• Foot instability: Often your feet imbalanced every time they hit the ground, and you’re feeling the constant pounding and repetition of this mistake in your knee. Over pronating, which means your foot is rolling in too much when you run, is the most common type of this, something that is often associated with fallen foot arches. A combination of orthotics (these are special insoles; at Sundial we use Superfeet orthotics) for your running shoe and exercises is usually enough to rebalance and stabilise the foot. You should also have your running analysed to make sure your shoe is the suitable for you. For more on orthotics and running go here.
  • Tight muscles at the back of the calf or thigh: If the calf muscles are tight the foot will have to pronate further when running or walking causing an increase in rotation at the lower leg bones, if the hamstrings are tight when running or walking the knee is not fully straightened, this also means the foot has to roll more into pronation. Both of these can cause patella misalignment and are treated with specific stretches and rebalancing exercises.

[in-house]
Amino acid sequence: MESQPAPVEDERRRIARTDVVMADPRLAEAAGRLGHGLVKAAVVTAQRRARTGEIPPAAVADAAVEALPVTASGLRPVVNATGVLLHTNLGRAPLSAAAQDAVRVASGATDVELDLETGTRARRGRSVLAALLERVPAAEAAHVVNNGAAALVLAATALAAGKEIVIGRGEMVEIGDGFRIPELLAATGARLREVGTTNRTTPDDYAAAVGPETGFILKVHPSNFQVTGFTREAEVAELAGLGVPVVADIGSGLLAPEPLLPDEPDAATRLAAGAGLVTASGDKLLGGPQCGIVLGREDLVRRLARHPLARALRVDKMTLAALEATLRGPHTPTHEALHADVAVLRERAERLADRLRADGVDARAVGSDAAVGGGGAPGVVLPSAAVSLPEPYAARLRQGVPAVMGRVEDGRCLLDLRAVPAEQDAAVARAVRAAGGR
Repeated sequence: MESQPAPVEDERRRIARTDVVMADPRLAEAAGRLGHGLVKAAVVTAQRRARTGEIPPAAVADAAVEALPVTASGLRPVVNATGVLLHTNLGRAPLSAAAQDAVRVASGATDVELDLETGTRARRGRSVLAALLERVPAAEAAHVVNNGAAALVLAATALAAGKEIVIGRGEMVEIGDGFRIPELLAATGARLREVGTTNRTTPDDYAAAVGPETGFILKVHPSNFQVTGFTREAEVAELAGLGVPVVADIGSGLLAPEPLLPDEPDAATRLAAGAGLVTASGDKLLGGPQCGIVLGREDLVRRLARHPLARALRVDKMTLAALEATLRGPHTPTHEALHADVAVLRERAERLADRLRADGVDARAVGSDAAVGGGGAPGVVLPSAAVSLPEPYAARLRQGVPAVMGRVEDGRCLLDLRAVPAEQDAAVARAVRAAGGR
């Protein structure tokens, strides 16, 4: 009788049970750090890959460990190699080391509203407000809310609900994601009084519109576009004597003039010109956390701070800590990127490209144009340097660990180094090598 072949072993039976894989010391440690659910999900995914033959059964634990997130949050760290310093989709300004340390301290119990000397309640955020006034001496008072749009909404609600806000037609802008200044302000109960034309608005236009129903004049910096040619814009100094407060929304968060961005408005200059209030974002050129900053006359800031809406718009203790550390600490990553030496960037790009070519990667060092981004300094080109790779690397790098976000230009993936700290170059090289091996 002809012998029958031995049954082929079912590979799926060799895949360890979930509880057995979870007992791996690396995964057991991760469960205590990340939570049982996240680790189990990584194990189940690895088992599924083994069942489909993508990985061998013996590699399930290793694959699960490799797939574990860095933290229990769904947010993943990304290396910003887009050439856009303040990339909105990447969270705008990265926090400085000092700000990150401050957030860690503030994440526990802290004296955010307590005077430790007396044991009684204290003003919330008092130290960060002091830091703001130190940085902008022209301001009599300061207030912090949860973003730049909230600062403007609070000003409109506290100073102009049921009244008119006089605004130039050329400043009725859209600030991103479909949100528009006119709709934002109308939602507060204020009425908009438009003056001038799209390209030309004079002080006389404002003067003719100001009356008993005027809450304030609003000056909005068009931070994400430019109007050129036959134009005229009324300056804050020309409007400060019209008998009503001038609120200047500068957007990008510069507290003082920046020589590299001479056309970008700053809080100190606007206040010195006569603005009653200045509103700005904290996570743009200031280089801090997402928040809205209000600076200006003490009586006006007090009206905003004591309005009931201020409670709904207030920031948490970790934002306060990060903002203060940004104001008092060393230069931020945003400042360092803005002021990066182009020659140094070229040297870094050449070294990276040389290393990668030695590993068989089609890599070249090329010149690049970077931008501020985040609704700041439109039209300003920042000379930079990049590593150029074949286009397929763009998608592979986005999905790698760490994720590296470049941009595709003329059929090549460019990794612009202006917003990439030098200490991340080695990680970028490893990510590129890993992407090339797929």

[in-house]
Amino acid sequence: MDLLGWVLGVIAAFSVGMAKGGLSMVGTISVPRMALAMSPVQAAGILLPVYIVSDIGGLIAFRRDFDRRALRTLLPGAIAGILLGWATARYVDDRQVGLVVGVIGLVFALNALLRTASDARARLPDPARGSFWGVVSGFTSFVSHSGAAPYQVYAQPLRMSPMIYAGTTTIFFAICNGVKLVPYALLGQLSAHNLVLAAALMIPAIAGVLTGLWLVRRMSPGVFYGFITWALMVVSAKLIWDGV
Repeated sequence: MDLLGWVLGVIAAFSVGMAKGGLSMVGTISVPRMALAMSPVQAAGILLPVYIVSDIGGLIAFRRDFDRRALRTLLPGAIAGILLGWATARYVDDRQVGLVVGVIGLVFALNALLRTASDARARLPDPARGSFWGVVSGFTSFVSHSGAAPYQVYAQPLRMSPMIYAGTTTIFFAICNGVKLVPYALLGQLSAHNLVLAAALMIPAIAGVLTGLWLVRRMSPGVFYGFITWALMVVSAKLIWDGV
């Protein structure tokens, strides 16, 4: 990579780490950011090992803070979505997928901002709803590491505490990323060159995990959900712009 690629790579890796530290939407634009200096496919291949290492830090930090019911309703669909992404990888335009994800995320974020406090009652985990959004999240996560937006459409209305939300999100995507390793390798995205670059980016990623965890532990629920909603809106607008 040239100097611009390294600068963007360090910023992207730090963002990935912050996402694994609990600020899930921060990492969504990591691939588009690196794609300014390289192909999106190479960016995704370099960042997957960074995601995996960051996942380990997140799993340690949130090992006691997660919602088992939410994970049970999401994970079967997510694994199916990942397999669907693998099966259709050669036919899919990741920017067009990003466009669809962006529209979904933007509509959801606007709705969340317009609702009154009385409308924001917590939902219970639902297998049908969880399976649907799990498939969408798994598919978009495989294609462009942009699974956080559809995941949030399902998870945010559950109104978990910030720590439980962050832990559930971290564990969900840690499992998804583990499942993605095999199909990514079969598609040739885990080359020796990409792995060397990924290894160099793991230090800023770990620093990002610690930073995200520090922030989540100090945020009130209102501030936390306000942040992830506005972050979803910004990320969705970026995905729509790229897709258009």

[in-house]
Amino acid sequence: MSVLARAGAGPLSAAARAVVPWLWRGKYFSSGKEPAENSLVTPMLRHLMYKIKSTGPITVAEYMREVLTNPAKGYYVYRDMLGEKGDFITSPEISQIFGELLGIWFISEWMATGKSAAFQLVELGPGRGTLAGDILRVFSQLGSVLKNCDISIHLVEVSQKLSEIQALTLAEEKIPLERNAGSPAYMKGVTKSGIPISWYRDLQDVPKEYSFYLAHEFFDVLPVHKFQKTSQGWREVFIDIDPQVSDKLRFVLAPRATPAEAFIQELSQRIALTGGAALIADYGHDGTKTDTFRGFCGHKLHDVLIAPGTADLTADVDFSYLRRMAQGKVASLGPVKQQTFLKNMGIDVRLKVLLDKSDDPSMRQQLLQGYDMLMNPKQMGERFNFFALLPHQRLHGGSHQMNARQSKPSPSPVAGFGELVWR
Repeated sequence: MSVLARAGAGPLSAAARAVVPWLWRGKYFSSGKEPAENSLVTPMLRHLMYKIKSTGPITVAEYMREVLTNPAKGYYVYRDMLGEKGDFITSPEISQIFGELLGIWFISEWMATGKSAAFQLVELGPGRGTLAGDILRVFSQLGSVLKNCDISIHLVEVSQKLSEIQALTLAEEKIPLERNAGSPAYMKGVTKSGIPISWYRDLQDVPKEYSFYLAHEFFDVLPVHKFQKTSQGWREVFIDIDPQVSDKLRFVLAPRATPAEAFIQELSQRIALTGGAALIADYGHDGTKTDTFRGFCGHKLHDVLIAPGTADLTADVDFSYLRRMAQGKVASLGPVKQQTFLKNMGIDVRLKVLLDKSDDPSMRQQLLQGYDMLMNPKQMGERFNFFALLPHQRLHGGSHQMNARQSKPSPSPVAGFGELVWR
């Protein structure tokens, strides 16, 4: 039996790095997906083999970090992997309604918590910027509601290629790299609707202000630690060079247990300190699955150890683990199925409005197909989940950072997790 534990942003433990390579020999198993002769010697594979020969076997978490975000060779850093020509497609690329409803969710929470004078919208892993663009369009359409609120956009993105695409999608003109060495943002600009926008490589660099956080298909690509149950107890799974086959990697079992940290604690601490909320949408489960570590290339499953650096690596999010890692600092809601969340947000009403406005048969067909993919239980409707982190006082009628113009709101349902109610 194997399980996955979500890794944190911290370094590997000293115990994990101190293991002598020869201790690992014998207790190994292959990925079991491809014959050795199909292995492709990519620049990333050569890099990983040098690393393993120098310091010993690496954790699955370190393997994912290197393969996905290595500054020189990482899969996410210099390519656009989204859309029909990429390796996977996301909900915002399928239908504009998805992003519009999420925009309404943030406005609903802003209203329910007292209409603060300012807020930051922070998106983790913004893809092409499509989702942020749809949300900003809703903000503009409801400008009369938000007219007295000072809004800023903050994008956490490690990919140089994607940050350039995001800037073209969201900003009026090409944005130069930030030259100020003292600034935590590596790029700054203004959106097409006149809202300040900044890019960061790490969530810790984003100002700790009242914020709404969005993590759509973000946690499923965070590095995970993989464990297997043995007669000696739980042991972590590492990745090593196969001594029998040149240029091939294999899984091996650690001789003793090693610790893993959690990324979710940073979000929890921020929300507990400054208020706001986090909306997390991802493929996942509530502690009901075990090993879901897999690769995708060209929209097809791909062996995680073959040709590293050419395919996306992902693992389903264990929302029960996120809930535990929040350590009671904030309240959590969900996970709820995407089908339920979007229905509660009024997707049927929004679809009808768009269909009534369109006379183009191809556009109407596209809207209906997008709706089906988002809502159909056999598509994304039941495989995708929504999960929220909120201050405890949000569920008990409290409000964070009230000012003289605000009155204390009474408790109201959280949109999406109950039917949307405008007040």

• Gluteus medius weakness: One of the muscles that make up the buttock, it often relatively weak in runners. If the gluteus medius is not strong enough the upper leg rotates inwards and causes an unequal pull of the patella over its groove. Again, some specific strengthening and stretching exercises usually resolve this.

In addition to the specific treatments for each cause there are a few other things which also help resolve runners knee.

  • Ice: Wrap a cold packs around each knee, with the pack at the front for about ten minutes, a few times a day to bring down the swelling. Make sure the cold pack is wrapped in a thin cover to avoid cold burns!
  • Rest: Not what a runner wants to hear close to an event, but where possible, stopping or decreasing your running will help then problem settle whilst treatment takes effect.
  • Laser treatment: This is useful in reducing the inflammation around the patella and encouraging faster healing
  • Taping: Specific taping techniques, particularly kinesio or Rock taping, something our physio Quentin specialises in, can help straighten the pull of the patella
  • Running/gait analysis: Many running shoe shops offer this and it’s a good way of screening your running for problems and also seeing if your shoes are suitable for you